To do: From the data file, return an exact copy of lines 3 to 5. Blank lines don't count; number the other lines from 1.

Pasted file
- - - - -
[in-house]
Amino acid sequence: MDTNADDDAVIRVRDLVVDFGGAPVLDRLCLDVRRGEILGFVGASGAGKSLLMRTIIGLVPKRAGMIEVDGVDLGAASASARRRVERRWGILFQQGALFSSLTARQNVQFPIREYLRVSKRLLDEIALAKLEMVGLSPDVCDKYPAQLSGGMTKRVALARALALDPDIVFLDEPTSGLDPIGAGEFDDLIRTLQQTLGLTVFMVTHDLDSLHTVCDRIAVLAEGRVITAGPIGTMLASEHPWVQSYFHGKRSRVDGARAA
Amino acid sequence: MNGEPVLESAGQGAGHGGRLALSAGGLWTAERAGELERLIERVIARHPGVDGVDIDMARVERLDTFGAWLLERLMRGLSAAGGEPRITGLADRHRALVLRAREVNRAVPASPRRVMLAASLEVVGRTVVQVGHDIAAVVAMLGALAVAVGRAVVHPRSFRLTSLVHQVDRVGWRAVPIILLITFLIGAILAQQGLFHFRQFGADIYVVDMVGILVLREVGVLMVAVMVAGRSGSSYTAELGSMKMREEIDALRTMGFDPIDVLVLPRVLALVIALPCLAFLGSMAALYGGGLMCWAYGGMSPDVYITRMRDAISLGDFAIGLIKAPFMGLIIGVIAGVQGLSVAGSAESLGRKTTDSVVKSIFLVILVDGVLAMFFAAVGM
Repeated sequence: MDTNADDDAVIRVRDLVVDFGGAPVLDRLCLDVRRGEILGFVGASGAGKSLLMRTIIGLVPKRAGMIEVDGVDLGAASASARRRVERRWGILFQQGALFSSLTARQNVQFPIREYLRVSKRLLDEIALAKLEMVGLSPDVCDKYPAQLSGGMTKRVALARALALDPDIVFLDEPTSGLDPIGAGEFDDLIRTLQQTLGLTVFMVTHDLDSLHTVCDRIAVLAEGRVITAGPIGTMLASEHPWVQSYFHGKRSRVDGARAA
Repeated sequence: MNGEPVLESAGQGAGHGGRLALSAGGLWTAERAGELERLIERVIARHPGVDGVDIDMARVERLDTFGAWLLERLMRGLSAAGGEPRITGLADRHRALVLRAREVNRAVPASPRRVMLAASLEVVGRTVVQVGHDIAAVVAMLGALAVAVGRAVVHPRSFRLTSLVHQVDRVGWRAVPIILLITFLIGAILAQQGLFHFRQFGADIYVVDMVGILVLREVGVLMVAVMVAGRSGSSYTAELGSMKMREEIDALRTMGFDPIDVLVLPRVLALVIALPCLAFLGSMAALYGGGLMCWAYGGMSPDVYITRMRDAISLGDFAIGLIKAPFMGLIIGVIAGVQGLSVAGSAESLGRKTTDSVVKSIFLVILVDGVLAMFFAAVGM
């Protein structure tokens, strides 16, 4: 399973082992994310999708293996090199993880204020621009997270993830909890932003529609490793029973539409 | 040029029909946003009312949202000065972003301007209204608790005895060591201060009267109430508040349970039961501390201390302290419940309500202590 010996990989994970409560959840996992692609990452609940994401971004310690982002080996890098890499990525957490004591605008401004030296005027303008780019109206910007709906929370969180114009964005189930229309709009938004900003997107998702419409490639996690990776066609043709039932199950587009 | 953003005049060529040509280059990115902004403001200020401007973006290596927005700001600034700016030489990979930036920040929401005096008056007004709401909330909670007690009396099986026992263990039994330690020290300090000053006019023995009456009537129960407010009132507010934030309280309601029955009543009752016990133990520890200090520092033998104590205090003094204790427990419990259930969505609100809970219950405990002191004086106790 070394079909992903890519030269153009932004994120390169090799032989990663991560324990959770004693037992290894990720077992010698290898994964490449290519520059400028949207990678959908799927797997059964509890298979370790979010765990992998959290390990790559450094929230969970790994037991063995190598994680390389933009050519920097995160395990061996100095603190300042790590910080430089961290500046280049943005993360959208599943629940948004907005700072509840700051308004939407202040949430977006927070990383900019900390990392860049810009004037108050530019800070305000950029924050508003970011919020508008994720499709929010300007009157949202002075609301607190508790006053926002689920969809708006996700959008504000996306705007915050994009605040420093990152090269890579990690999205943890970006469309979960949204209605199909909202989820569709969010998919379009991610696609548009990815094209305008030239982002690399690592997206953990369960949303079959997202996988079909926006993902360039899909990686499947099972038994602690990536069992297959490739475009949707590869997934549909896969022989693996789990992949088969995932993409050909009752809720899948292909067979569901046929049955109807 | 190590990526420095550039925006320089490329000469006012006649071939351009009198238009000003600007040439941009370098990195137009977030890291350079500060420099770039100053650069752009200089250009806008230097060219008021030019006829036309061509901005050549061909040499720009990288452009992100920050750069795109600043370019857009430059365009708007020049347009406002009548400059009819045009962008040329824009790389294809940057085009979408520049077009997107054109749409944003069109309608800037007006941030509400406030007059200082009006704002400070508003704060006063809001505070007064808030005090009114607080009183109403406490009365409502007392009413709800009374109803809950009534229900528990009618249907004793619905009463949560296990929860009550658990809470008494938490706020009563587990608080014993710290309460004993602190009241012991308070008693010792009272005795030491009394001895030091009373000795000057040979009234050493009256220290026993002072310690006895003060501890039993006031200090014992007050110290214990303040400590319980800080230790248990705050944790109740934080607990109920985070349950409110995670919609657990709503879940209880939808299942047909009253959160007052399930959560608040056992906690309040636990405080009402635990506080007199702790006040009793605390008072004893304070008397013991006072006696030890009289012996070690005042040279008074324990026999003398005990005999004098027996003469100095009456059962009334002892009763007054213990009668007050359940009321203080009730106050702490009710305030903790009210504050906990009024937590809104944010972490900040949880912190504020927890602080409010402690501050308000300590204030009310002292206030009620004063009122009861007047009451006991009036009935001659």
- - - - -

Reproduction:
Amino acid sequence: MNGEPVLESAGQGAGHGGRLALSAGGLWTAERAGELERLIERVIARHPGVDGVDIDMARVERLDTFGAWLLERLMRGLSAAGGEPRITGLADRHRALVLRAREVNRAVPASPRRVMLAASLEVVGRTVVQVGHDIAAVVAMLGALAVAVGRAVVHPRSFRLTSLVHQVDRVGWRAVPIILLITFLIGAILAQQGLFHFRQFGADIYVVDMVGILVLREVGVLMVAVMVAGRSGSSYTAELGSMKMREEIDALRTMGFDPIDVLVLPRVLALVIALPCLAFLGSMAALYGGGLMCWAYGGMSPDVYITRMRDAISLGDFAIGLIKAPFMGLIIGVIAGVQGLSVAGSAESLGRKTTDSVVKSIFLVILVDGVLAMFFAAVGM
Repeated sequence: MDTNADDDAVIRVRDLVVDFGGAPVLDRLCLDVRRGEILGFVGASGAGKSLLMRTIIGLVPKRAGMIEVDGVDLGAASASARRRVERRWGILFQQGALFSSLTARQNVQFPIREYLRVSKRLLDEIALAKLEMVGLSPDVCDKYPAQLSGGMTKRVALARALALDPDIVFLDEPTSGLDPIGAGEFDDLIRTLQQTLGLTVFMVTHDLDSLHTVCDRIAVLAEGRVITAGPIGTMLASEHPWVQSYFHGKRSRVDGARAA
Repeated sequence: MNGEPVLESAGQGAGHGGRLALSAGGLWTAERAGELERLIERVIARHPGVDGVDIDMARVERLDTFGAWLLERLMRGLSAAGGEPRITGLADRHRALVLRAREVNRAVPASPRRVMLAASLEVVGRTVVQVGHDIAAVVAMLGALAVAVGRAVVHPRSFRLTSLVHQVDRVGWRAVPIILLITFLIGAILAQQGLFHFRQFGADIYVVDMVGILVLREVGVLMVAVMVAGRSGSSYTAELGSMKMREEIDALRTMGFDPIDVLVLPRVLALVIALPCLAFLGSMAALYGGGLMCWAYGGMSPDVYITRMRDAISLGDFAIGLIKAPFMGLIIGVIAGVQGLSVAGSAESLGRKTTDSVVKSIFLVILVDGVLAMFFAAVGM